And although some saw the fact that Talbots' September same-store sales number was down 8.3% as possibly a harbinger of bad things to come, I see opportunity. Prior to the Sept. 11 attacks, the prevailing sentiment on Wall Street was that the company had been gaining ground on some of its high-end competitors, and that over the next year the company was poised to turn in double-digit earnings growth despite the economic downturn. My point is that the events of Sept. 11 may have clouded the company's near-term outlook, but they have done little to impact its solid fundamentals.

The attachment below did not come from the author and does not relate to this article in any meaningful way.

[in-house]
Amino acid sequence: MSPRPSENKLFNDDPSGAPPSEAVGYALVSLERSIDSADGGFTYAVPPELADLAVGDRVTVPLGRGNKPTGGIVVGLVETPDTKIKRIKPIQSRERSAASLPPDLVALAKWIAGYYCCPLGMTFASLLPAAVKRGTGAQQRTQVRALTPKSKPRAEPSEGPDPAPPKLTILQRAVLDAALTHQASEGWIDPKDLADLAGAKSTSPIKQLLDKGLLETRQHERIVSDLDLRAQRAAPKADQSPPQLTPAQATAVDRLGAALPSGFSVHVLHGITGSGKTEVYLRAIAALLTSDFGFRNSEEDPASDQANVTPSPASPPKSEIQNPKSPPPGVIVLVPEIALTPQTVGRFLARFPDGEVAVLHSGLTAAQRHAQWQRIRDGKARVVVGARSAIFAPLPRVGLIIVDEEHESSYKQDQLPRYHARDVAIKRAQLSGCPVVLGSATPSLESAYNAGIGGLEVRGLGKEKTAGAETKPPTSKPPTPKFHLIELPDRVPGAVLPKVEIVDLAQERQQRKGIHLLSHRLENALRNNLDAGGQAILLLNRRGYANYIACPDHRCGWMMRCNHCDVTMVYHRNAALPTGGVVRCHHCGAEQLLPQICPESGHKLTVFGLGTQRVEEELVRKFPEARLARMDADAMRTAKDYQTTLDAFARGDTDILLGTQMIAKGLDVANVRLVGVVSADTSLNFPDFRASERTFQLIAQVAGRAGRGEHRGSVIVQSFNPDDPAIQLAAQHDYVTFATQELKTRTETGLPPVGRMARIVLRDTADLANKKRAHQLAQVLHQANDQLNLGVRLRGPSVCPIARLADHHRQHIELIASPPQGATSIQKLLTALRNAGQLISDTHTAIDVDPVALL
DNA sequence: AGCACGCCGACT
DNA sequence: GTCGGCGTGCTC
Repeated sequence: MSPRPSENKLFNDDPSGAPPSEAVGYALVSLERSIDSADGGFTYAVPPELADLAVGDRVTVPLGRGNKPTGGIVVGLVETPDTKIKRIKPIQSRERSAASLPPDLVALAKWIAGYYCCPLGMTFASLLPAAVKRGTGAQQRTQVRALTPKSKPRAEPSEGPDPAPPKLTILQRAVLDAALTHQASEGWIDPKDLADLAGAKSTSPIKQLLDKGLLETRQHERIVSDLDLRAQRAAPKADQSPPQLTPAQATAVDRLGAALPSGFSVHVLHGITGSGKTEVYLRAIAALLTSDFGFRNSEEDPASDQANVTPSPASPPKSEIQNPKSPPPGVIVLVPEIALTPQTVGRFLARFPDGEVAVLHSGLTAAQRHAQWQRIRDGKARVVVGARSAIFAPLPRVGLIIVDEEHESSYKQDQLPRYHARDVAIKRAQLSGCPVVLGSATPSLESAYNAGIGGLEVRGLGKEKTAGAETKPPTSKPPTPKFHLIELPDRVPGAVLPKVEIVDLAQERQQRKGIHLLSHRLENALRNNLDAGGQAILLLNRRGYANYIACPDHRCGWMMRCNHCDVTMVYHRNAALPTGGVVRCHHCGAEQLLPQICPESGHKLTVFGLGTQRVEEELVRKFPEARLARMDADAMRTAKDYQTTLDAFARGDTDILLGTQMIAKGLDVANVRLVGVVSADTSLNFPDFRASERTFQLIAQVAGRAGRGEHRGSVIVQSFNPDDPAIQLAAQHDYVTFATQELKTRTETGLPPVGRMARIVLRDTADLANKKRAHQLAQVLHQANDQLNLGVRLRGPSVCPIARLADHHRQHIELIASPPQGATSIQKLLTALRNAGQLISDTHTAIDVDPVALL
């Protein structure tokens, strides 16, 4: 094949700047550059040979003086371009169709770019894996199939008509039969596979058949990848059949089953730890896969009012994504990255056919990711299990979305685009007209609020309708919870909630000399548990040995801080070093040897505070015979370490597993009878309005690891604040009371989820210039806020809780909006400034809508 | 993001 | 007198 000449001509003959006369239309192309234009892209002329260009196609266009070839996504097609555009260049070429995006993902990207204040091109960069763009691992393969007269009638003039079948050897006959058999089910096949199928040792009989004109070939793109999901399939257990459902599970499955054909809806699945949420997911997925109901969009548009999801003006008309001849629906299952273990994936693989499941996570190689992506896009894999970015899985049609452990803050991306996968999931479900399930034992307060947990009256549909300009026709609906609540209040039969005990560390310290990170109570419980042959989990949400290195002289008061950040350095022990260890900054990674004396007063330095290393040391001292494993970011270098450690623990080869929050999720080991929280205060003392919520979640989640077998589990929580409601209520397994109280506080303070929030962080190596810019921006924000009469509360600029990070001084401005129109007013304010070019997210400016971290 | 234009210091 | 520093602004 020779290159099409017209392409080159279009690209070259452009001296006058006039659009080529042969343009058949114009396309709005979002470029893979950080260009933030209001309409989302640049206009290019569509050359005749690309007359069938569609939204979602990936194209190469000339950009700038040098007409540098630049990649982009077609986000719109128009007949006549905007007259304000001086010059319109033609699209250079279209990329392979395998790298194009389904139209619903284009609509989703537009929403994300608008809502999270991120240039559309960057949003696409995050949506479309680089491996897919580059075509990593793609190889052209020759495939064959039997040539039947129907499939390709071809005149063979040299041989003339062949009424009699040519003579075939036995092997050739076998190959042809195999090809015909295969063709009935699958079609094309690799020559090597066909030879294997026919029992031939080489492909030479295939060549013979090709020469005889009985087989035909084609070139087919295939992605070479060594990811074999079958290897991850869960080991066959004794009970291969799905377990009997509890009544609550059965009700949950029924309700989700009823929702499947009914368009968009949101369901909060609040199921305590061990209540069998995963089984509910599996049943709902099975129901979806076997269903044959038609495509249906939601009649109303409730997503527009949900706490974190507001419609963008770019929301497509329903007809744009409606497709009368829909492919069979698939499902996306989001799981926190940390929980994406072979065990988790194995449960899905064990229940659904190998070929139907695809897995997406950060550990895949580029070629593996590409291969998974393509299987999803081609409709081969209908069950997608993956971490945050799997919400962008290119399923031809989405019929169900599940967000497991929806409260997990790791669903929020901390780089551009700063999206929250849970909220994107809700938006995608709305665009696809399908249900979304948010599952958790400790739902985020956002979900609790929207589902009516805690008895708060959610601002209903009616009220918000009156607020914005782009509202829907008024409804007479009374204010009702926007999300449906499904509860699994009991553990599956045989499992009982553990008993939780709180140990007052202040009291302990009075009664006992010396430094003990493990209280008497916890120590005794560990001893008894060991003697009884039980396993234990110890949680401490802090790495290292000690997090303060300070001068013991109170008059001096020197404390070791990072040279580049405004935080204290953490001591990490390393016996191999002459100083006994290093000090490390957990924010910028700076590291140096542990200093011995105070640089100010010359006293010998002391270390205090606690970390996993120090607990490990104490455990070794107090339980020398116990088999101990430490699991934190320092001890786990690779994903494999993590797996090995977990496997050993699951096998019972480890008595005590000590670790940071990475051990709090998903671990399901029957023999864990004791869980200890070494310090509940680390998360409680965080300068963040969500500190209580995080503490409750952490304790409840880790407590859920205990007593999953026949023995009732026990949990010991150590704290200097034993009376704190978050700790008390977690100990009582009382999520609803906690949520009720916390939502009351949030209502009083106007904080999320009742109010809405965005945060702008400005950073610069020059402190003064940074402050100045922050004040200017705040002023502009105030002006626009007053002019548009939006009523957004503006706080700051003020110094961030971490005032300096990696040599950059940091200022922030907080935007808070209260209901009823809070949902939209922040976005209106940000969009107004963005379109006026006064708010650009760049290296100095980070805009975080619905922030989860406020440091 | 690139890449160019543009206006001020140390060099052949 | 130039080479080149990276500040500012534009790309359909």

Also, take a look at some of the results that other big name, long-standing, high-end women's retailers reported in September: AnnTaylor ( ANN), same-store sales dropped 13.9%; Nordstrom ( JWN), although not specific to women, down 9.4%; The Limited ( LTD), down 10%; and Intimate Brands ( IBI), down 13%. The bottom line is that despite its high price points and geographic vulnerability, Talbots has actually held up quite well compared with its competitors. How about the future? Glad you asked. Going forward, management has quelled fears that the other shoe is about to drop. In fact, just last week, Talbots said that it expects to earn 57 cents a share in its third quarter, and between 52 cents and 54 cents a share in its third and fourth quarters, numbers that are in-line with current sell-side estimates. While retailers might be going through some tough times, Talbots' management team, merchandise mix, access to capital, lack of leverage and store footprint suggest that the company is here to stay. And frankly, although I wouldn't delve into the sector with blind enthusiasm, at this level Talbots is one of the few companies that's worth a second look.